Life in the Old West

True stories, tall tales, memorabilia of the American West

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Entertainers advanced westward with settlements and towns


From the fabled “medicine show” to actors to circuses — entertainers and entertainment advanced westward as settlements and towns grew up throughout the Old West. It’s surprising to see how widespread and important this part of westward expansion really was. So many stereotypes like gunfights, cattle ranching, town marshals, covered wagons, railroad expansion, etc., make up what we all think of as the Old West. But we forget that people who settled on the Great Plains and throughout the mountains and valleys of the Western two-thirds of our country were folks who brought with them many of the same desires for entertainment and for “culture” that they had when they lived back East in more settled lands.

And sometimes, all they really wanted after a hard days work in the wheat fields, corrals, and gold fields, was just a good show.

That desire for a good show, and the fame of many entertainers which spread through the West, brought about some fascinating events and made for some interesting tales.

A famous actor/comedian of the day, Jack Langrishe, and his actress wife, found themselves taken captive by a band of outlaws while the duo was traveling to Denver in 1862. But someone among the bandits apparently had a love for frontier entertainment. The couple were recognized and sent on their way with all their money, possessions, and body parts intact — after a round of drinks with the bandits. (By the 1870s, Langrishe had gained the nickname “Comedian of the Frontier” and established a well-known theatre in Deadwood, South Dakota. The Langrishe Theatre actually provided the facilities for the famous trial of Jack McCall for the killing of Wild Bill Hickok.)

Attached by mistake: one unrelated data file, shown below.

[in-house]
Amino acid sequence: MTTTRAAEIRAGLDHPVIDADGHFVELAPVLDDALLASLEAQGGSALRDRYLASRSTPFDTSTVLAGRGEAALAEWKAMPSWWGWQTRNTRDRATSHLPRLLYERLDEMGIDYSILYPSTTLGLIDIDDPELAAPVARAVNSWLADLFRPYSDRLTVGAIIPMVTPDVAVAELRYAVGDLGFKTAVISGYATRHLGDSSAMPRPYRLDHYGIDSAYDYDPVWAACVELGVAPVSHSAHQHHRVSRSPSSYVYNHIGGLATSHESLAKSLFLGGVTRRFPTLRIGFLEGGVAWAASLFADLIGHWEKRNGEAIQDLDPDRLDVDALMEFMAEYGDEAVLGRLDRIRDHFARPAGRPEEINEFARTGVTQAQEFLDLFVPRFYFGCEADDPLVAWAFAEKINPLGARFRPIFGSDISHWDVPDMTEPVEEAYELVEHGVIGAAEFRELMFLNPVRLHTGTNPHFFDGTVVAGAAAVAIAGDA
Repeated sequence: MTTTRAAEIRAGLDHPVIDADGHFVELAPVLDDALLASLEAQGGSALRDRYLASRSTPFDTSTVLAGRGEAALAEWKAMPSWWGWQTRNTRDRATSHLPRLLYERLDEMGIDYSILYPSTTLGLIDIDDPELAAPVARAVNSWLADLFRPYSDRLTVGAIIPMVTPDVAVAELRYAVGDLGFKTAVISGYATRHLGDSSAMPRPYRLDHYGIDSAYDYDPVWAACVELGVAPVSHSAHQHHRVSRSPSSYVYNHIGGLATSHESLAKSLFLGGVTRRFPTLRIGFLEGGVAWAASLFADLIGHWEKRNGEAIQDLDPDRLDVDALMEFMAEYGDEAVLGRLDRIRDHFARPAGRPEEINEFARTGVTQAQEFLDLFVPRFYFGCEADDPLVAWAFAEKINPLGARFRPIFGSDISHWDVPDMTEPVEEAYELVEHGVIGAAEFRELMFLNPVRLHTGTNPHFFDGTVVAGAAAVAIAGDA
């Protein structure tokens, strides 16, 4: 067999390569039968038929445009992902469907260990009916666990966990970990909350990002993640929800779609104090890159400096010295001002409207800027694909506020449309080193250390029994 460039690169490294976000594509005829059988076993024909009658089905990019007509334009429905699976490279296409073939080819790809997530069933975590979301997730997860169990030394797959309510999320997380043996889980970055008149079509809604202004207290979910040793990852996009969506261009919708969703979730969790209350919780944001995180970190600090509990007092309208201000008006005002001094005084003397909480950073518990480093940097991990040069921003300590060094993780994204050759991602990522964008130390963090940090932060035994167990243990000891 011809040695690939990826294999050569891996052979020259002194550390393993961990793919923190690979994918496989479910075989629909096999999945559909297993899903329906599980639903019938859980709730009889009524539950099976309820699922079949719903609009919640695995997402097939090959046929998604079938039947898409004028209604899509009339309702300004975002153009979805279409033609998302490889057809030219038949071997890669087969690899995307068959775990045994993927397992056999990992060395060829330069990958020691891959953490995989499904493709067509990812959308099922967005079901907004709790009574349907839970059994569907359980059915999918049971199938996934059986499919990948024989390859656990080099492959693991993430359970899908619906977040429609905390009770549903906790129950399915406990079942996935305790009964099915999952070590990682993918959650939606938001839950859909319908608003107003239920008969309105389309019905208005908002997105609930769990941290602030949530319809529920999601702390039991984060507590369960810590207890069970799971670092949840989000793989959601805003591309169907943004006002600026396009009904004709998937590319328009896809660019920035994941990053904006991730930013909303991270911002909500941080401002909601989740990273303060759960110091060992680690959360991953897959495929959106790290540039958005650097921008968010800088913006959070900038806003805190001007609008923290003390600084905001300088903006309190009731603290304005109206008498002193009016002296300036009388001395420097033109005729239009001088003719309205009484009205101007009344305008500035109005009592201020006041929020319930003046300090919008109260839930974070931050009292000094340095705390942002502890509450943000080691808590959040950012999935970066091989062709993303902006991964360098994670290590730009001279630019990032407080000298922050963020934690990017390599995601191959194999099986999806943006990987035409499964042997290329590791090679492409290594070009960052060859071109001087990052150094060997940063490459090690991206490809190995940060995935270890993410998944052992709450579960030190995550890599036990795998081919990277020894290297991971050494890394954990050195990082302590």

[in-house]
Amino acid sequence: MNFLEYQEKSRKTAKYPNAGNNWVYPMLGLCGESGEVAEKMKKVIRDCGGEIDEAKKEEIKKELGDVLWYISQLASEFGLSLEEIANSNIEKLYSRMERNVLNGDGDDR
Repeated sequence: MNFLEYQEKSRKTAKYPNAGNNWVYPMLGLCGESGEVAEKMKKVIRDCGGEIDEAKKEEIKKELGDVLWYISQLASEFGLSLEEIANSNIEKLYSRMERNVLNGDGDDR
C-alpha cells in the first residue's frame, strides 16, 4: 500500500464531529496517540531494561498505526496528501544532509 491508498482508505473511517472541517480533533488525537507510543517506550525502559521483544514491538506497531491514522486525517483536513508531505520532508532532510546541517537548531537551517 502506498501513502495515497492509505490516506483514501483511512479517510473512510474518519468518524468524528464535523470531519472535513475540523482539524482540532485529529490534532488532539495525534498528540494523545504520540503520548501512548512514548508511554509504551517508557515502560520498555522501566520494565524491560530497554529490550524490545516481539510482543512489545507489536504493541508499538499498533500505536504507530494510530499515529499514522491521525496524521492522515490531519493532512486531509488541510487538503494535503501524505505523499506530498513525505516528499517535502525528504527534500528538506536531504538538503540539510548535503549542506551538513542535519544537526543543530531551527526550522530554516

A famous “medicine man” of the day was “Doc” Ray Black, who reportedly roamed the entire West with nothing more than a Bible, human skull, and cases of potions and pills claimed to cure just about every ill. He would setup on a street corner and begin to preach both about salvation and about the pains and ills that shortened this life. Reportedly, Doc’s medicine — as was generally true with all medicine show libations! — ran between 5 and 55 percent alcoholic content.

A fascinating variation on the one-man medicine shows was a company called “The Big Sensation Medicine Company,” which traveled throughout Nebraska with a staff of 31 people, including a 12-piece brass band. This group’s featured offer was supposedly painless and free dentistry. If someone came forward to take advantage of the service, the very large husband-and-wife team running the show would wrestle with the dental problem, as the band played loudly to drown out any yells of anguish from the customers.

Circuses and accompanying carnivals were a longstanding Western tradition dating back to the days of
 Mexican influence and settlement, when traveling shows from Europe would come up into California and other Southwestern regions.
By mid-19th Century, circus shows from the East began to travel west — first by wagons, later by the expanding railroad routes — to more accessible regions of Kansas and Nebraska. Such shows let children (of all ages) throughout the West experience the thrills of watching acrobats, clowns, and trapeze artists. They saw such exotic marvels as elephants, lions, and tigers.

In addition to traveling entertainers such as the circuses and medicine men, town bands sprang up in settlements as diverse as Denver and Dodge City and even smaller towns all over the West. Dodge City’s “Cowboy Band” became famous nationwide not only for their performances but for their colorful “cowboy uniforms,” including chaps, boots, spurs, sombreros, bandannas, loaded cartridge belts and loaded guns. The Cowboy Band’s humor included a routine where the director of the 18-member group would conduct using a six-shooter as a baton. He explained to a St. Louis reporter that he kept the “baton” loaded so as to be ready “to kill the first man who strikes a false note.”

Entertainers and entertainment ranging from homemade fun to professional quality moved westward with the settlements and towns. Whether in the West or in the East, Americans have always valued a sense of fun. From boxing matches to Shakespeare, from circus calliopes to grand pianos, a good show brought many a good time to all.

(Sources for this article include “The Townsmen” from the Time-Life Books Series “The Old West” and the Wikipedia entry for “Jack Langrishe.”)